and a daughter, and, being unable to match them
according to their station and dignity, he joined
them in marriage. Four sons were born of this
union of whom Canonicus was the oldest, and Mas-
cus, the father of Miantonomo, the youngest.
Miantonomo succeeded his uncle Canonicus, and,
after his murder on Sachem's Plain, he was in turn
succeeded by his brother Pessacus, who was said to
have been only twenty years old when he assumed
the chieftaincy. Pessacus was succeeded by Mian-
tonomo's son Canonchet who was the leader of the
federation in King Philip's war, and who met the
same fate as his father. By what law of descent
the chieftaincy passed from Miantonomo to his
brother and then back to his own line again, we do
not know; unless the line was simply preserved for
Miantonomo 's son by some sort of regency during
his minority; or unless the Great Chieftaincy was


an elective position, or a great Sachem had the
power to name his successor, both of which sugges-
tions will hereafter receive further consideration.

Pessacus is probably better known to history as
Canonicus, his appearance under that name after
the death of the first Canonicus, and especially
after the death of Miantonomo, leading to some
confusion of him with his grandfather by those who
read only superficially. Another son of Mascus
was Meika, who was also called by several other
names, and was probably the Mishuano who mar-
ried a daughter of Ninigret, named Magnus, later
known as the ''Sunke Squaw" or ''Old Queen of the

That Canonicus, who was at the head of the
federation in 1621, was a great warrior seems to be
generally conceded, although almost nothing has
been handed down to indicate the way in which he
earned the reputation, or the particular wars in
which he engaged. The Pequots on the west must
have caused him some trouble to prevent them
from pushing further to the east than they did;
and he did not live in peace and harmony with the
Pokanokets across the bay at all times. Of his
people it is asserted by some writers that they were
related to the Mohicans, and by others that they
were related to the Niantics, both of which state-
ments are probably true in the sense that they were
all Algonquins of the Wolf totem, as indeed were
all the New England Indians. Their relationship
to these two tribes may have been closer than with
some of the others in point of time of their branch-


ing off from the parent stock; and one is sometimes
led to ask how much any one really knows about
the matter, as we find Ninigret spoken of by some
writers as a Niantic Sachem and by others as a
Narragansett, and the leader of the tribes of the
latter federation that joined the English in King
Philip's war. Whatever relationship there may
have been between them, if we are to accept as
final a very doubtful conclusion of early writers, it
was not close enough to allay the alleged jealousy of
Miantonomo, who had succeeded his uncle Canoni-
cus as Chief Sachem of the Narragansetts, over the
division of the remnant of the Pequots among the
three tribes at the conclusion of the Pequot war;
nor to prevent the Mohicans under Uncas from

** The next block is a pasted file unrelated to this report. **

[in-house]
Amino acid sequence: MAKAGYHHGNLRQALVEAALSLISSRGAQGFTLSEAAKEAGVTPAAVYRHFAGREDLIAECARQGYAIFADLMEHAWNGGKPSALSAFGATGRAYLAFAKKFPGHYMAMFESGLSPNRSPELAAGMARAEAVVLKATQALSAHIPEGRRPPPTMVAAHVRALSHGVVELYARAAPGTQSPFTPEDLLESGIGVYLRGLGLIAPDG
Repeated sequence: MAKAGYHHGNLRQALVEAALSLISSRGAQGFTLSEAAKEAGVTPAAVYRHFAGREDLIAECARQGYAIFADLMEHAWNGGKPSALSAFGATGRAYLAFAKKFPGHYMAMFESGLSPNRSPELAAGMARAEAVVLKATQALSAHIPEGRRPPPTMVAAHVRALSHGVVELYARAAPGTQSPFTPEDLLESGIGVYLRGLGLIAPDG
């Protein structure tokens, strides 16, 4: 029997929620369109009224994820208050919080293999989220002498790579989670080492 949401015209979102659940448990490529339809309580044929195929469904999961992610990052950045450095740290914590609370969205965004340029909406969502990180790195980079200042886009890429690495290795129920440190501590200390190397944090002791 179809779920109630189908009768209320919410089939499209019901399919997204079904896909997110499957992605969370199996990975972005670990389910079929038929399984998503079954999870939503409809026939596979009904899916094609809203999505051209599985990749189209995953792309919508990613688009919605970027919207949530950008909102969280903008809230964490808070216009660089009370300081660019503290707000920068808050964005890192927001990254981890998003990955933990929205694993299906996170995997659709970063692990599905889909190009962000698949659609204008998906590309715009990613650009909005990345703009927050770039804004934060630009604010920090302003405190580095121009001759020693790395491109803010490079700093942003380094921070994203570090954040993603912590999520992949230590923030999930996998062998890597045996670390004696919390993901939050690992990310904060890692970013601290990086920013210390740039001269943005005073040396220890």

becoming the ''most deadly enemies of the Narra-
gansetts," when the former, by reason of the de-
struction of the Pequots, became the dominant tribe
in the old Pequot, later the Mohican, federation.

The settlers were to hear from them again very
shortly, for in November, 1621, Canonicus sent one
of his men, accompanied by a friendly Indian
named Tokamaham^on, probably a Pokanoket,
to Plymouth, with a bundle of arrows tied in a
rattlesnake's skin. Squanto and Hobamock were
both absent at the time of their arrival, and the
Governor decided to detain the messenger until
their return. In the meantime ''Captain Standish
tried to find out from him what it meant. He said
he did not surely know, but thought it meant hos-
tilities." Standish and Hopkins finally succeeded
in allaying his fears, and induced him to talk


whereupon he told them that the messenger whom
Canonicus had sent in the summer to treat of peace,
upon his return ''persuaded him rather to war, and,
to the end that he might provoke him thereunto,
detained many of the presents sent to Canonicus,
scorning the meanness of them, both in respect of
what he had sent the EngHsh and the greatness of

He assured them that "upon the knowledge of the
false carriage of the former messenger it would cost
him his life," and that "upon the relation of their
speech then with him, to his master, he would
be friends with the Pilgrims." Squanto, having
returned, then interpreted the message in the same
way that the bearer of it had done. Governor
Bradford took the skin, filled it with powder and
shot and returned it to Canonicus, with a message
of defiance, and invited him to a trial of strength.
Canonicus refused to receive it and sent it back to
Plymouth, and thus trouble was averted.

I have told the story as related by Bradford, but
I find that some writers put it a little differently,
fixing the time as February, 1622, and saying that
Canonicus' messenger left the challenge and re-
tired. At any rate, the governor's defiance had
the desired effect and the English were not molested
by the Narragansetts for fifteen years; although we
are told by Bradford that the English were in great
fear of them in 1622.

In his description of the building of a fort at Ply-
mouth in the summer of that year, after describing
the fort in detail, he says: "It served them also as


a meeting house, and was fitted accordingly for that
use. It was a great work for them in this weakness
and time of wants; but the danger of the time re-
quired it, and both the continual rumors of the
fears from the Indians here, especially the Narigan-
sets, and also the hearing of that great massacre in
Virginia made all hands willing to despatch the

In 1632, war broke out between the Narragansetts
and the Wampanoags in which the former were,
without doubt, the aggressors. The Enghsh, as in
duty bound by their original treaty with Massasoit,